Phone's ringing non-stop at Delhi University helpline
At least 400 calls every day from India and abroad! The Delhi University helpline is flooded with phone-calls from students who are keen on getting admission to the best of colleges and in a subject of their choice.
Student counsellors attending to the callers - among them anxious parents too - say the frequency of phone calls have shot up dramatically over the last few days as board exam results are almost out and the varsity's admission process begins on June 1.
"The frequency of calls to our helpline has increased drastically ever since the Central Board of Secondary Education (CBSE) declared that the Class 12 results will be out on Friday," said Aakansha Arora, a student counsellor.
The Class 12 Indian School Certificate Examination (ISC) exam results have just been announced.
"Even parents are calling us to enquire about the various courses that Delhi University offers and about the probable cut-off percentages for this year," Arora, who is a second year student of Daulat Ram College, told IANS.
Operational since May 4, the Delhi University helpline (011-27662507/08) has been getting nearly 400 calls every day from India and abroad. On some days the number crosses 550.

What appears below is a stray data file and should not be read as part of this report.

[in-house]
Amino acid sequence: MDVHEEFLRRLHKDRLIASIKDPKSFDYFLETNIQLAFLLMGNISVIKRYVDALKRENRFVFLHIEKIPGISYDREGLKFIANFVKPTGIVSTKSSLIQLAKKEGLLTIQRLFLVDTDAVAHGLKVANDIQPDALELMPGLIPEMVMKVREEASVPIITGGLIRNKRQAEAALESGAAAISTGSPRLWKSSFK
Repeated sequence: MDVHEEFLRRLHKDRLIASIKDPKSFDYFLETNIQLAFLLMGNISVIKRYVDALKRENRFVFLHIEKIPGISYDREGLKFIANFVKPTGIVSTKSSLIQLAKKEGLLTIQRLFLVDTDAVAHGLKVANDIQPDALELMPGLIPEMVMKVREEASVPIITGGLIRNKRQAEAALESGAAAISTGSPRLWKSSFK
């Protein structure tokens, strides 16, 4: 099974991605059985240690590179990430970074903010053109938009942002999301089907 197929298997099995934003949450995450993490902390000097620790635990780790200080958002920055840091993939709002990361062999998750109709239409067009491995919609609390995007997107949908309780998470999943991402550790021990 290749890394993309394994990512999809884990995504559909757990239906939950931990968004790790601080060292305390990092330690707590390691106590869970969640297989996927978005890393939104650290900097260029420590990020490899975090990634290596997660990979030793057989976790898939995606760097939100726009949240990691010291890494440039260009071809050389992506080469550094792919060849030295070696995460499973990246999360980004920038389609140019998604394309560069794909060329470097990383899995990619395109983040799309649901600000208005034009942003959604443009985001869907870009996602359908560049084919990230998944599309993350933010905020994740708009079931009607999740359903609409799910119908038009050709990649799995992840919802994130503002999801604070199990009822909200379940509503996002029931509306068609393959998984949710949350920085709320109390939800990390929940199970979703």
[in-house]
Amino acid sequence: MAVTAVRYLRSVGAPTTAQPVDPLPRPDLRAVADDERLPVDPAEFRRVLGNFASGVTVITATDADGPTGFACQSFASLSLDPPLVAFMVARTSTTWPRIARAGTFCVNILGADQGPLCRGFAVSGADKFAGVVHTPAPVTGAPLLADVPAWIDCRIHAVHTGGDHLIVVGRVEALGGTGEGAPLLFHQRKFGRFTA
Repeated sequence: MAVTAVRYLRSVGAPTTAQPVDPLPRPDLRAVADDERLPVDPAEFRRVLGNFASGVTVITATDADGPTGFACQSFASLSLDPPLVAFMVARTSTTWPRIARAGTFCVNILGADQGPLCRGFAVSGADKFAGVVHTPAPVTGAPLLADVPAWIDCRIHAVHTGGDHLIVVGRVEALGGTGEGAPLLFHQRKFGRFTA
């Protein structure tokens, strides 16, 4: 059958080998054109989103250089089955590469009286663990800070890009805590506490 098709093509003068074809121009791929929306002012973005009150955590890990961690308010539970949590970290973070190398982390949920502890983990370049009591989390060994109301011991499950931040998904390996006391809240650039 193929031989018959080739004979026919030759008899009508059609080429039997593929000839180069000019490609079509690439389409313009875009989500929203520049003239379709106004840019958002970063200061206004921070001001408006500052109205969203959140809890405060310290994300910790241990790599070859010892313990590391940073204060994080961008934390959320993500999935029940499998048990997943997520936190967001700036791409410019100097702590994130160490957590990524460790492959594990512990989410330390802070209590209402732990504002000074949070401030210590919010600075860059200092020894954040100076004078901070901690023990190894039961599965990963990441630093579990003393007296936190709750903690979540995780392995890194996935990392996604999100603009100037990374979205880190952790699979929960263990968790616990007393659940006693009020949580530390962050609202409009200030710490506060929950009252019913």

Gurpreet Singh Tuteja, deputy dean, students welfare, said most of the calls they receive are enquiries related to the admission process.
"The questions are mostly related to admission procedures, eligibility conditions, cut-offs, important dates and most sought after courses in the University of Delhi. Our student counsellors who have been trained for a week have been handling the calls," Tuteja told IANS.
"Whenever required, teacher counsellors have been pitching in too," he added.
A total of 16 student counsellors have been attending calls on the Delhi University helpline.
The admission process will begin June 1. The first cut-off list will be out June 25 after which admission into the various colleges will begin.
But the young counsellors don't just give information; they also lend a patient ear to nervous students and pacify frayed nerves as part of their responsibilities.
Angad Singh Kalra, a Delhi University student who has been counselling on the helpline, said: "Students are really nervous and from their voices we can tell how desperate they are to take admission in the varsity. In some cases, we have to console them and give a little emotional support."
The university will offer 49,000 seats this year in its 80-odd colleges.
Sanchita Verma, one of the many students who aspire to take admission, said: "I called the university helpline since I am absolutely clueless about which course to take up. As I am still awaiting my Class 12 board exam results, my main concern is which courses I should apply to if I score in the bracket of 80-90 percent or below that."
Shalini Saxena, head of the commerce department of St. Paul's school here, added: "This year the CBSE question papers were a little tricky; therefore I am a little apprehensive of the results.
"If the students don't score much, then there is a probability that the cut-off percentages in Delhi University won't go too high either."